It’s very clear that the words Mac and cheap don’t align very well. Although you can buy a fair number of note-books for hundreds less, the cheapest MacBookÂ remains $1,099. A refurbished model, or one bought through Apple’s educational channels, can save you a modest sum, but that’s the best you can do if you prefer a Mac.
The same holds true for desktops. The Mac mini, at $599 and $799, is a forgotten stepchild that seldom receives updates, and never gets any real promotion. The symbol of the Apple computer in the Mac versus PC ad is the iMac, which starts at $1,199.
In contrast, there are entry-level PC desktops that sell for less than $200, as I’ll explain in more detail later in this article.
When you combine these factors, you can well believe the long-standing claim by some ill-informed tech and business pundits that Macs are overpriced compared to the competition, but that’s because they’re too lazy to look below the surface and do a modicum of research.
As I’ve long maintained, consumer Macs are priced very close to PCs that are similarly equipped — and the latter is the key. In some cases, the Mac may cost more, and in other cases it’s somewhat cheaper. As you move up the product line the Mac advantage grows larger. I still see Dell workstations selling for a grand more than Mac Pros with the same basic features. Since the Mac Pro can run Windows as well or better than any dedicated PC workstation, Apple’s value equation is enhanced.
Not playing in the low-profit segment of the PC market has its benefits. Everything Apple builds is profitable, and its real market share, if you compare the Mac to PCs above $1,000, is reportedly in the higher double digits. Overall, in April, Apple’s U.S. retail sales, as reported by the NPD Group, increased 50% over last year’s, compared to a 17% average for the rest of the PC market. This is a trend that just won’t stop.
Even more interesting, industry analysts now suggest that even iPod sales have seen an unexpected boost this quarter, after a period of flattening sales.
So the larger question is whether there’s any upside to building cheap Macs, using yesterday’s parts and perhaps eliminating such features as built-in Web cams, AirPort and Bluetooth to keep costs down. That, and providing the cheapest version of Windows, or omitting Windows altogether, explains why a PC can sell for much less, but you still aren’t getting a better buy for your money.
Now in all fairness, it may well be that Apple is giving you some features you don’t need. Not everyone requires a Web cam, for example. I know I rarely use the one in my MacBook Pro. In fact, the few times I have used it were to communicate via video with my son. Otherwise, it sits there and does nothing, but the purchase price was the same. I can also see where businesses don’t see a need for that extravagance, since it may only encourage employees to goof off on the company’s time. But Apple won’t build bare bones Macs for anyone.
Indeed, I expect that you could probably buy one of those Everex Gbook note-books from Wal-Mart at $379 and get a perfectly respectable computer for your money.
So what does it offer?
According to the specs at Wal-Mart’s site, this particular note-book has a 15.4-inch screen, a 1.5GHz VIA processor, 512MB of RAM, a 60GB hard drive, a CD/DVD combo drive and built-in Wi-Fi.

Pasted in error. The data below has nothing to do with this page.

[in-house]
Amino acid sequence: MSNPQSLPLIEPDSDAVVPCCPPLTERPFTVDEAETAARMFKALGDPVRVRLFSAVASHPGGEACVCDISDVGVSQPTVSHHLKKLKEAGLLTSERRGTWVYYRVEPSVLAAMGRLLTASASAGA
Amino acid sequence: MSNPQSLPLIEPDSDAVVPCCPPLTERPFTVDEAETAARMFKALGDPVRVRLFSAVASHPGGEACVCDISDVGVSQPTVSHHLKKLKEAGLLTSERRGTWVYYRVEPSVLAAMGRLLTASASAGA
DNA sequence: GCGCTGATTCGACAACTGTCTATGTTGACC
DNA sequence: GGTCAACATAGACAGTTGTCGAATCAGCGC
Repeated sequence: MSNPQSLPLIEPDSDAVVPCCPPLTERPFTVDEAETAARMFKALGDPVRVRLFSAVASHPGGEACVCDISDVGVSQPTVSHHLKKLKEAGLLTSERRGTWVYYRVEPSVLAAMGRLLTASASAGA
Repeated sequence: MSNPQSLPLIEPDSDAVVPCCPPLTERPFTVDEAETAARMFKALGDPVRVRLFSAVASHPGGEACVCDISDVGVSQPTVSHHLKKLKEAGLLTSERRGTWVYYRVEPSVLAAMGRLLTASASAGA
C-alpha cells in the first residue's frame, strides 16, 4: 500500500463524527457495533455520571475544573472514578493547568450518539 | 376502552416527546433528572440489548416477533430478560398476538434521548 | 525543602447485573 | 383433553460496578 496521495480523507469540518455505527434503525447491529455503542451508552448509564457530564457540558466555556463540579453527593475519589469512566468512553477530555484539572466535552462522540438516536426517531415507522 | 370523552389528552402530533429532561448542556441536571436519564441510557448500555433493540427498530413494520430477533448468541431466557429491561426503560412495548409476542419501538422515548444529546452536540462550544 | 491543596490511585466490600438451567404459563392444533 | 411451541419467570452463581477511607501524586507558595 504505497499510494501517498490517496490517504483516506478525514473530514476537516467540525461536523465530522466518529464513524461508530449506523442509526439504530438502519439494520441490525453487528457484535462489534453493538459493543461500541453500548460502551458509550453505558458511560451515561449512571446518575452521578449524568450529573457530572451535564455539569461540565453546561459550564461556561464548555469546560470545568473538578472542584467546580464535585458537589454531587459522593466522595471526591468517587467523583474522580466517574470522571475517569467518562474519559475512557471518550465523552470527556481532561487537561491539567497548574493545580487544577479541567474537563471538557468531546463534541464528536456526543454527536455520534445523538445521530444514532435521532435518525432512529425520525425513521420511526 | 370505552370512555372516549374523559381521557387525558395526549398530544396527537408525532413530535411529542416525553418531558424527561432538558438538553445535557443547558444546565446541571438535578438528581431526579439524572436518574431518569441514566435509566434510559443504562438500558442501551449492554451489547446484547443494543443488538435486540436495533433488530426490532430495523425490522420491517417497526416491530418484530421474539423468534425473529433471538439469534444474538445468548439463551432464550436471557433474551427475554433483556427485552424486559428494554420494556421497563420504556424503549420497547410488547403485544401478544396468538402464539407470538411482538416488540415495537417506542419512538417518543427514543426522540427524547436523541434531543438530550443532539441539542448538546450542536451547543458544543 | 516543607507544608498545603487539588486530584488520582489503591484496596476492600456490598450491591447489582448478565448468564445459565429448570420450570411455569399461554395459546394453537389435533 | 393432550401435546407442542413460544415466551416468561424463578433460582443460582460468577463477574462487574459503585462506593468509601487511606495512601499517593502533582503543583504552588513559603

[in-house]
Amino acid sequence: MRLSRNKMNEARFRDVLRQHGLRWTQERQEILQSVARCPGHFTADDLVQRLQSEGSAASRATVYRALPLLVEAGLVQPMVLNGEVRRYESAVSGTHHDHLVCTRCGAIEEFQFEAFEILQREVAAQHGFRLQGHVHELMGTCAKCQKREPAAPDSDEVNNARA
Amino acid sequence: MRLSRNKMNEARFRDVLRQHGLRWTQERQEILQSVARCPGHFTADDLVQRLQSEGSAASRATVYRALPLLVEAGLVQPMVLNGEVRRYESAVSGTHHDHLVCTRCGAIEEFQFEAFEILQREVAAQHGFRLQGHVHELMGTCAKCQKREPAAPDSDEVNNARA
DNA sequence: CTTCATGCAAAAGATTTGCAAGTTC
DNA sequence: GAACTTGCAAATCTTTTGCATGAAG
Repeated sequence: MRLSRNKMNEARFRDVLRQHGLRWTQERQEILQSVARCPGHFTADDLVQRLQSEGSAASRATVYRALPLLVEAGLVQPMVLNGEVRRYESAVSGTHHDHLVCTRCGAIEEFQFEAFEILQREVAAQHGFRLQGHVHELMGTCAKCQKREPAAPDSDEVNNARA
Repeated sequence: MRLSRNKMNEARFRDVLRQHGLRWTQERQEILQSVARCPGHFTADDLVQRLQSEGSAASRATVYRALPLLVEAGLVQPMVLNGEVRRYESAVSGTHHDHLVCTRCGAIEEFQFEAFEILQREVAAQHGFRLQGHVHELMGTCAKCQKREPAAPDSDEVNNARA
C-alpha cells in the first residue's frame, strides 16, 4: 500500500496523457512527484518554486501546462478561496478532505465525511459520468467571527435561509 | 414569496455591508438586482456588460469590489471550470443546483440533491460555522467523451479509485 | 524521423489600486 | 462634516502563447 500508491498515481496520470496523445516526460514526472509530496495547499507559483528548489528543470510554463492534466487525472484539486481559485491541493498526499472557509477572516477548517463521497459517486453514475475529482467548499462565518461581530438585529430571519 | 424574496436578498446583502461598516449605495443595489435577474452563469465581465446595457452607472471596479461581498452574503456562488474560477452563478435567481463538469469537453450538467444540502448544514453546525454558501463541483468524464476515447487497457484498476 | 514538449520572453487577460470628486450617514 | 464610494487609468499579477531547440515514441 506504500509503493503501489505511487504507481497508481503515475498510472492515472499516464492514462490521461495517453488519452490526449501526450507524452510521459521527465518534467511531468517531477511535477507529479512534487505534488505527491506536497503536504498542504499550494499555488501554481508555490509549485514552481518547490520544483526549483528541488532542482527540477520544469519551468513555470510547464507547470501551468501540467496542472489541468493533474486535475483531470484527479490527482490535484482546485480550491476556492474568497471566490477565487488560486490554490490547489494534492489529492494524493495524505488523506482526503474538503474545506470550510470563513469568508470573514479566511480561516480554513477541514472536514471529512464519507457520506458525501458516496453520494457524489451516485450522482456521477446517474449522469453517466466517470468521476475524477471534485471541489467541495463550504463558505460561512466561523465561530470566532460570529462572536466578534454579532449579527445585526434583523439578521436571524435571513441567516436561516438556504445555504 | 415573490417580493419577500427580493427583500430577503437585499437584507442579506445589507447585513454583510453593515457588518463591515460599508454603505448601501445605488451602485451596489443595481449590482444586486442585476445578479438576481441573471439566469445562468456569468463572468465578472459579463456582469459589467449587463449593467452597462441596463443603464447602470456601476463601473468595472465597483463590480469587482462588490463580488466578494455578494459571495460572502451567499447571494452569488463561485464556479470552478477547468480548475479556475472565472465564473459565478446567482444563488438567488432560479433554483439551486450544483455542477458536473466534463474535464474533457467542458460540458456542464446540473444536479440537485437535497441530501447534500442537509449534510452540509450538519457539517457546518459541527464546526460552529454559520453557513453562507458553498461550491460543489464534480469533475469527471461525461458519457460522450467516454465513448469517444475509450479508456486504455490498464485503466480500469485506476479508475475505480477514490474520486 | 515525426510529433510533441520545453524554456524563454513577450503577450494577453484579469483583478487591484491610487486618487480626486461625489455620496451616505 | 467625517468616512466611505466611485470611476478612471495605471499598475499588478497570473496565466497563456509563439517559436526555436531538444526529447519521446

But this isn’t a Window’s computer. It actually runs the gOS version 2 operating system, which is a Linux derivative. Yes, a consumer-level PC running Linux, and it also includes the OpenOffice software suite, which is a pretty capable free Office alternative. You can, by the way, get OpenOffice for your Mac if you strive for a Microsoft-free environment.
Combine OpenOffice with the fact that the Everex note-book likely includes Firefox as the bundled browser and you have a computer that may indeed be a reasonably usable product that will serve nicely for basic Internet, email and office tasks. In fact, if you stay within its limitations, you may never have to learn Linux or be forced to confront any of its well known user-hostile aspects.
Now I know nothing of how Everex stands when it comes to product reliability, nor much about its performance on the long haul, though it seems to offer quite a bit for the money. It’s also possible that it’ll self-destruct in a few months, and repairs, despite the one-year warranty, may not be worth the bother.
By the way, if you prefer a desktop, Everex offers a $199 model with similar specs, except that the hard drive expands to 80GB and there’s no installed Wi-Fi option.
As to VIA: That Taiwan-based chip maker is reportedly trying to move its processors into the mainstream, the better to compete with AMD and Intel. I suppose we’ll have to wait and see how their plans work out.
Again, I’m not pushing these computers as a superior choice to a genuine Mac, or even as serviceable computers in the overall marketplace. The specs sound decent, period. But no mainstream manufacturer could deliver a credible competitor and making a profit on such products can be extremely difficult. It may well be that Wal-Mart is offering those deals strictly as loss-leaders to get you into the store, hoping you’ll stock up on clothing and groceries and other items to make up for the missing profits.
As far as I’m concerned, I still think there are things Apple can do to better compete in the low-cost segment of the PC market. But you’ll never see a $399 Mac, at least not in the foreseeable future.
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